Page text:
There was a time not that long ago at all when I thought that he was frighteningly good at derailment and distraction, but I’m not so sure of that anymore.
I say keep him that way.
July 29, 2016
I’m not addressing this to Trump supporters. I don’t think there’s anything left I can say that I haven’t been saying that will matter to you.
I’m addressing this to mainstream moderates and conservatives who don’t like your options right now. This is brief, but something that I’ve been thinking for the past few weeks about how to say.
I will not ever tell someone to vote against their own conscience. I don’t think I have that right.
But…If we were in some kind of inverted situation from that in which we find ourselves presently, in which there were no viable liberal or progressive candidate, and Trump or someone much like him were running in the general election against a more traditional conservative or Republican… Just for instance, Jeb Bush or Lindsey Graham or someone much like them… Someone with whom I had really serious ideological disagreements, but someone who I thought had a basic core respect for the American democratic process, for Constitutional government, for civil rights… Someone who undoubtedly had the experience and temperament necessary to be President,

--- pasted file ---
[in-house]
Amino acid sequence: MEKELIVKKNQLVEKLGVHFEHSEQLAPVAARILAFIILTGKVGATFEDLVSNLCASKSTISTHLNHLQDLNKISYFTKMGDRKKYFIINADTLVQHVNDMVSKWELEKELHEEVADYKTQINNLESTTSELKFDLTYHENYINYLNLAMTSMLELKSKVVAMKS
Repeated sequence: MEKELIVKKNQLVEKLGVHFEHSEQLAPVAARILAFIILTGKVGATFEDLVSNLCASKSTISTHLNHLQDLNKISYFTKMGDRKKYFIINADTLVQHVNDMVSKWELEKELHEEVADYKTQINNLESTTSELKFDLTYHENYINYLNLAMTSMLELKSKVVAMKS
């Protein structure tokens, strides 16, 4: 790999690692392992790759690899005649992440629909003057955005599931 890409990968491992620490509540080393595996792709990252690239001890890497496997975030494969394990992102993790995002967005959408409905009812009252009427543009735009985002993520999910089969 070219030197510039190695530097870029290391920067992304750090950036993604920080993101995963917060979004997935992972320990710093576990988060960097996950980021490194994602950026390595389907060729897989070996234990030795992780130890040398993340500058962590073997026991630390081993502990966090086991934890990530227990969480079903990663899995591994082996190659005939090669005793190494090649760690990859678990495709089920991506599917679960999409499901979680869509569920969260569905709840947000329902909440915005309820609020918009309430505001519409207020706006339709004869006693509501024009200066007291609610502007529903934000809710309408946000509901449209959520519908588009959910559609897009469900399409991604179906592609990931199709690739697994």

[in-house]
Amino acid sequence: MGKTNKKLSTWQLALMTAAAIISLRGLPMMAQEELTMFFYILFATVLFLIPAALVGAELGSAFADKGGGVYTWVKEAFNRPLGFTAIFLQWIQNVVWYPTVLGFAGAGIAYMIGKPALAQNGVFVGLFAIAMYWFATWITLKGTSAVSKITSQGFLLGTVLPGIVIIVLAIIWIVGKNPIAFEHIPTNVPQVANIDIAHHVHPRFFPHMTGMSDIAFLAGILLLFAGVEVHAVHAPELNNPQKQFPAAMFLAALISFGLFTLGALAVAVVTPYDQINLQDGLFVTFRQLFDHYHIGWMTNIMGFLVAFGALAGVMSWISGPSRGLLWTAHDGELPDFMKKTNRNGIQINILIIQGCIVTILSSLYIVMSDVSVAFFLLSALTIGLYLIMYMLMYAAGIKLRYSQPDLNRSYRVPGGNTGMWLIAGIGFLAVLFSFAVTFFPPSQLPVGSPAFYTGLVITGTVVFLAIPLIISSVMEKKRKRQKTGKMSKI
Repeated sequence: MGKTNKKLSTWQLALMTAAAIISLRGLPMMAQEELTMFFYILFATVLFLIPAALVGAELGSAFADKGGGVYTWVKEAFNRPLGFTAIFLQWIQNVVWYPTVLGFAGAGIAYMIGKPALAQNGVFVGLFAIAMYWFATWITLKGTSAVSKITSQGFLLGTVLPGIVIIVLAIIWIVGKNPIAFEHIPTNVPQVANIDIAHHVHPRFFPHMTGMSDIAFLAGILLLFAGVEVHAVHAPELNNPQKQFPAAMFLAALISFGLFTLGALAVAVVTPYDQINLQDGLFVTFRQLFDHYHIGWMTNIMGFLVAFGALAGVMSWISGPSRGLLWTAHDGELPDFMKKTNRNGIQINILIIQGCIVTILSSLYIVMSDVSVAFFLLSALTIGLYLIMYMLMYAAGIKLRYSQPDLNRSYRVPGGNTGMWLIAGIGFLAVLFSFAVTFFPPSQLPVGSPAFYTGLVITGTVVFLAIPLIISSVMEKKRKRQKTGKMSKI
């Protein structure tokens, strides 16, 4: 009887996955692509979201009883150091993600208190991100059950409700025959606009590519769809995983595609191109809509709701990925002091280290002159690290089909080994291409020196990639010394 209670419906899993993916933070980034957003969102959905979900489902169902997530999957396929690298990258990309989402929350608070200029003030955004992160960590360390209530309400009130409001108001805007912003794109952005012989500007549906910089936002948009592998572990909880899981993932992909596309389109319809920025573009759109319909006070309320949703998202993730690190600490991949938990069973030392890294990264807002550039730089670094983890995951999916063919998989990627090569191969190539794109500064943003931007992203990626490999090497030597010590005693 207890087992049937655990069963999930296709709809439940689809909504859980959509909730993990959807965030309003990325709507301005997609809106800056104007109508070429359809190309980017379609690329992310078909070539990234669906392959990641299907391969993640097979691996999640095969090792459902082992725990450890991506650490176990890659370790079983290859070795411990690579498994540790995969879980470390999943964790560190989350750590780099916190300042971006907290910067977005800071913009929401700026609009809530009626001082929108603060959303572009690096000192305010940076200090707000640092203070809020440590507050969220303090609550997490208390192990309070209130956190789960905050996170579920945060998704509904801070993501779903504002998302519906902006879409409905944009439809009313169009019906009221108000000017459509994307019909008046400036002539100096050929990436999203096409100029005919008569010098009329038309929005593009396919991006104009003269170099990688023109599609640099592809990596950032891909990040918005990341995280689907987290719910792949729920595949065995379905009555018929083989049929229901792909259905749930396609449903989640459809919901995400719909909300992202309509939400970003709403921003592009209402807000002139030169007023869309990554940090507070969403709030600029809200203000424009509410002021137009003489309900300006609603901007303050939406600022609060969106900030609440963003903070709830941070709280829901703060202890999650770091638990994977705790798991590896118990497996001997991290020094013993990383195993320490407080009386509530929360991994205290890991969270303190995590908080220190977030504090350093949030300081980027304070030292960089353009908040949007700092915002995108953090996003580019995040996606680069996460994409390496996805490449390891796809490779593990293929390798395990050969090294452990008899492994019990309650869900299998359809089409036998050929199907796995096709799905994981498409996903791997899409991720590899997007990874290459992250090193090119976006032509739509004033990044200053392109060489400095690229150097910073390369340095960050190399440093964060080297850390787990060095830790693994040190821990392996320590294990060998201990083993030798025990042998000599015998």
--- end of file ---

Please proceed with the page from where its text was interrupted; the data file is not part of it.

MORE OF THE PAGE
I would vote for that person.
Given the choice between a conservative with whom I had very deep political disagreements but who I believed, at the end of the day, had a conscience and an ability to govern, and an honest-to-God authoritarian with neither…
Not without a sense of conflict, but I’d vote for the person whose decisions on behalf of our country could even be subject to the effects of legislation, protest, advocacy, evidence, and rational debate.
Just… think about it, is all I’m asking.
January 9, 2016
As I see various reactions to things like Donald Trump’s proposal to ban Muslims from entering the country, requiring American Muslims to register and wear ID tags, or the attempts of multiple mayors and governors to exclude Syrian refugees from residence in their cities and states, it’s common to see comparisons between the prejudices underlying those proposals and those that preceded events like the Japanese-American internment of World War 2, or America’s refusal of Jewish refugees from Europe.